In a landmark decision, released (coincidentally?) on the first day of the International Trademark Association’s Annual Meeting, the U.S. Supreme Court held, in American Needle, Inc. v. National Football League, that the NFL’s licensing activities are covered by Section 1 of the Sherman Antitrust Act which prohibits “every contract, combination in the form of a trust or otherwise, or, conspiracy, in restraint of trade.” As a result, the NFL will now be required to demonstrate, on remand, that such activities comport with the so-called “Rule of Reason.”
In the early 1960s, the NFL member clubs, all of which separately owned the intellectual property rights in their names, colors, and logos, created NFL Properties as the league’s licensing arm. Each team exclusively licenses its trademarks to NFL Properties, which in turn further licenses those rights to a variety of companies that produce official NFL merchandise.
American Needle was one of these licensees; a non-exclusive licensee for headwear. In late 2000, the NFL decided to allow NFL Properties to grant exclusive licenses, and the headwear license went to Reebok on an exclusive basis. This bothered American Needle, in part because they lost the NFL business, but also because the practical impact of the exclusive deal with Reebok (and what should matter to you, the consumer) was that hats which once cost $15 now cost in the neighborhood of $30. So American Needle sued, claiming that the NFL clubs’ decision to pool their trademarks together to be jointly licensed by NFL Properties to the highest bidder was anticompetitive. Today, the Supreme Court agreed…sort of.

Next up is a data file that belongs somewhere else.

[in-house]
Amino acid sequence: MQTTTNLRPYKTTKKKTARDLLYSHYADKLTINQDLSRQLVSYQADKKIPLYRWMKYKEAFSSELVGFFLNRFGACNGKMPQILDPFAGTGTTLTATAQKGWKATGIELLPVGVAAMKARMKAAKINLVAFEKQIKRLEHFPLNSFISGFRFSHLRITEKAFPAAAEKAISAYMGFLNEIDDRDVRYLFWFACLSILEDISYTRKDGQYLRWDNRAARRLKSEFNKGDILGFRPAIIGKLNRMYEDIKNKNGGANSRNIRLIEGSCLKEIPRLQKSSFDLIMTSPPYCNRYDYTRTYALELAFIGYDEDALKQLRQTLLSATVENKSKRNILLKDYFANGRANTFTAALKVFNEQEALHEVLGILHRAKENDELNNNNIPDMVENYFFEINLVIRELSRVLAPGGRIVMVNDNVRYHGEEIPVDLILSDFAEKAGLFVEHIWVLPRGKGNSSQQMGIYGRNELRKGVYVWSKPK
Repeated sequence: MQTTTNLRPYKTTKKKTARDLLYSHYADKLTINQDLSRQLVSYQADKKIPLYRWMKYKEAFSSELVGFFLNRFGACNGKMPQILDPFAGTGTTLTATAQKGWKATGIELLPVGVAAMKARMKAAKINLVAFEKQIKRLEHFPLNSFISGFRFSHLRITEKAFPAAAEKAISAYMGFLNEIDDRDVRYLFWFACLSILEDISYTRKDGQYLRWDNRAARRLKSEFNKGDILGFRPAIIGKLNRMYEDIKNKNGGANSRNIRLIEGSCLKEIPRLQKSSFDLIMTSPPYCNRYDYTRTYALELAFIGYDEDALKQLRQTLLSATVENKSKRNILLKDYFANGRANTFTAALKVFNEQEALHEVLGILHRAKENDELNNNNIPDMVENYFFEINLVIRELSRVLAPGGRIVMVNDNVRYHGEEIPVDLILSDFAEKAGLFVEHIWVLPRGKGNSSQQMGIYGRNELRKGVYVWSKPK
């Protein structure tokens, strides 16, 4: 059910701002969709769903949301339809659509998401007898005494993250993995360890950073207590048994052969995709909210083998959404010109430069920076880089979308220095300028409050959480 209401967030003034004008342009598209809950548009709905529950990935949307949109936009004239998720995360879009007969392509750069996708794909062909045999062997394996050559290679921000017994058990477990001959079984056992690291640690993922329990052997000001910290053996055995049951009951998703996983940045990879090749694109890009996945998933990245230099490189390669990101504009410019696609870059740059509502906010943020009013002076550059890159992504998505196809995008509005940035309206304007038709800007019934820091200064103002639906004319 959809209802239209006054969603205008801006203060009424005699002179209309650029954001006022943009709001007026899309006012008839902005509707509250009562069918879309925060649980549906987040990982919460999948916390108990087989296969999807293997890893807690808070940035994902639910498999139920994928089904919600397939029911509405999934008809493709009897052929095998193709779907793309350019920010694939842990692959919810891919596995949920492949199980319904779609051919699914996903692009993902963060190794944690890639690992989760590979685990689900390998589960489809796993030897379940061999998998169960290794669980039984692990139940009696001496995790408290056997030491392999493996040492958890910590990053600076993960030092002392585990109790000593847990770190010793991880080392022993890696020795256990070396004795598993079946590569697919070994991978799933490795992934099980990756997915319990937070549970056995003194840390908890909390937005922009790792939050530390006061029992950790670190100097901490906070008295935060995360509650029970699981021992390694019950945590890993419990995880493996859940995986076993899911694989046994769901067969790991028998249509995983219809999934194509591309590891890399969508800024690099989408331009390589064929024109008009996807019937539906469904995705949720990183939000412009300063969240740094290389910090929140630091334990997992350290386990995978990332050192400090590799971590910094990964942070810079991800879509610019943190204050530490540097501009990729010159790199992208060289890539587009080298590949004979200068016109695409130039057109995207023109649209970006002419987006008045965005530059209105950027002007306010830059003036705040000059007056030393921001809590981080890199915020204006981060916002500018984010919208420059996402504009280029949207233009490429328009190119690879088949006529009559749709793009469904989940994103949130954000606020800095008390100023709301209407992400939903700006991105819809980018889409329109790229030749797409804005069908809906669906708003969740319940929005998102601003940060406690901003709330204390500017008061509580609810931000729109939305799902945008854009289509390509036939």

In its ruling, the Supreme Court basically said it wasn’t buying the NFL’s argument that it was actually operating as a “single entity” in the licensing of its intellectual property. While it is certainly true that the clubs act “as one” in order to conduct exhibitions of football games during a regular and post season, the Supreme Court concluded that in other aspect of their business, each NFL club competes against the others for things like player contracts, gate receipts, fan support, and personnel. Most importantly, the teams are potentially competing suppliers in the market for branded merchandise, despite the fact that they haven’t operated this way for more than 45 years. When a team licenses its own intellectual property, it does so for its own benefit, and for its own corporate interests, and its interest in licensing team trademarks is not necessarily aligned with that of the other clubs. Therefore, because you have 32 teams conspiring to license their intellectual property as a “package deal,” the arrangement potentially violates the antitrust laws.
So, where does this leave us? Well, now the case goes back down to the District Court, where the Court will be required to apply the Rule of Reason to the arrangement by which the clubs license their marks to NFL Properties. The Court must determine whether the agreement merely regulates or even promotes competition (in which case, there is no problem) or whether it suppresses or destroys competition (here — problem). The Court will look at a variety of facts specific to the case, including a picture of how things were working before the restraint was imposed and after. It will be interesting to see whether the Court looks merely at pre-NFL Properties dealings or views things a bit more myopically, looking at pre-exclusive NFL Properties relationships, given that this activity is what triggered the dispute.